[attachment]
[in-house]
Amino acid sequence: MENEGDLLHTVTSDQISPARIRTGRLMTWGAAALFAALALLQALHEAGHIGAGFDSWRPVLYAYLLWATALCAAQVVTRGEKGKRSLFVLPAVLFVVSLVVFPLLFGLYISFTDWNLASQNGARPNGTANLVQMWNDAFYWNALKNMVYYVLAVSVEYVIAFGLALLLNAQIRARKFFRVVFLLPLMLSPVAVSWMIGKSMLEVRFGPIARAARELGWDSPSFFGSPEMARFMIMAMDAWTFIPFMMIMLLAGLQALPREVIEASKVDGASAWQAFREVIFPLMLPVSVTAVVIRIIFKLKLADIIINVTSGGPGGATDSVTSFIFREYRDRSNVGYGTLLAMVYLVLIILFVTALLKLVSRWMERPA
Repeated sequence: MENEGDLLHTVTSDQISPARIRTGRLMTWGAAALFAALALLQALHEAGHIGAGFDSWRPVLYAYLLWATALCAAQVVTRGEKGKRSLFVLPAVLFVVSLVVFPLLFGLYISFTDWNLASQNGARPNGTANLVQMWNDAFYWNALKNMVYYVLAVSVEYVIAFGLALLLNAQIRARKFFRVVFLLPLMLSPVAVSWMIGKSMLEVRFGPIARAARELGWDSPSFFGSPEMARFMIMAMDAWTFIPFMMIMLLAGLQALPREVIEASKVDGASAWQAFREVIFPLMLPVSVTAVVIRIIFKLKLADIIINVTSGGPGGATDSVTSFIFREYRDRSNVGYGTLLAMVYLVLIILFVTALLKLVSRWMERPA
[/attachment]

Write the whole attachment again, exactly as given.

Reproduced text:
[in-house]
Amino acid sequence: MENEGDLLHTVTSDQISPARIRTGRLMTWGAAALFAALALLQALHEAGHIGAGFDSWRPVLYAYLLWATALCAAQVVTRGEKGKRSLFVLPAVLFVVSLVVFPLLFGLYISFTDWNLASQNGARPNGTANLVQMWNDAFYWNALKNMVYYVLAVSVEYVIAFGLALLLNAQIRARKFFRVVFLLPLMLSPVAVSWMIGKSMLEVRFGPIARAARELGWDSPSFFGSPEMARFMIMAMDAWTFIPFMMIMLLAGLQALPREVIEASKVDGASAWQAFREVIFPLMLPVSVTAVVIRIIFKLKLADIIINVTSGGPGGATDSVTSFIFREYRDRSNVGYGTLLAMVYLVLIILFVTALLKLVSRWMERPA
Repeated sequence: MENEGDLLHTVTSDQISPARIRTGRLMTWGAAALFAALALLQALHEAGHIGAGFDSWRPVLYAYLLWATALCAAQVVTRGEKGKRSLFVLPAVLFVVSLVVFPLLFGLYISFTDWNLASQNGARPNGTANLVQMWNDAFYWNALKNMVYYVLAVSVEYVIAFGLALLLNAQIRARKFFRVVFLLPLMLSPVAVSWMIGKSMLEVRFGPIARAARELGWDSPSFFGSPEMARFMIMAMDAWTFIPFMMIMLLAGLQALPREVIEASKVDGASAWQAFREVIFPLMLPVSVTAVVIRIIFKLKLADIIINVTSGGPGGATDSVTSFIFREYRDRSNVGYGTLLAMVYLVLIILFVTALLKLVSRWMERPA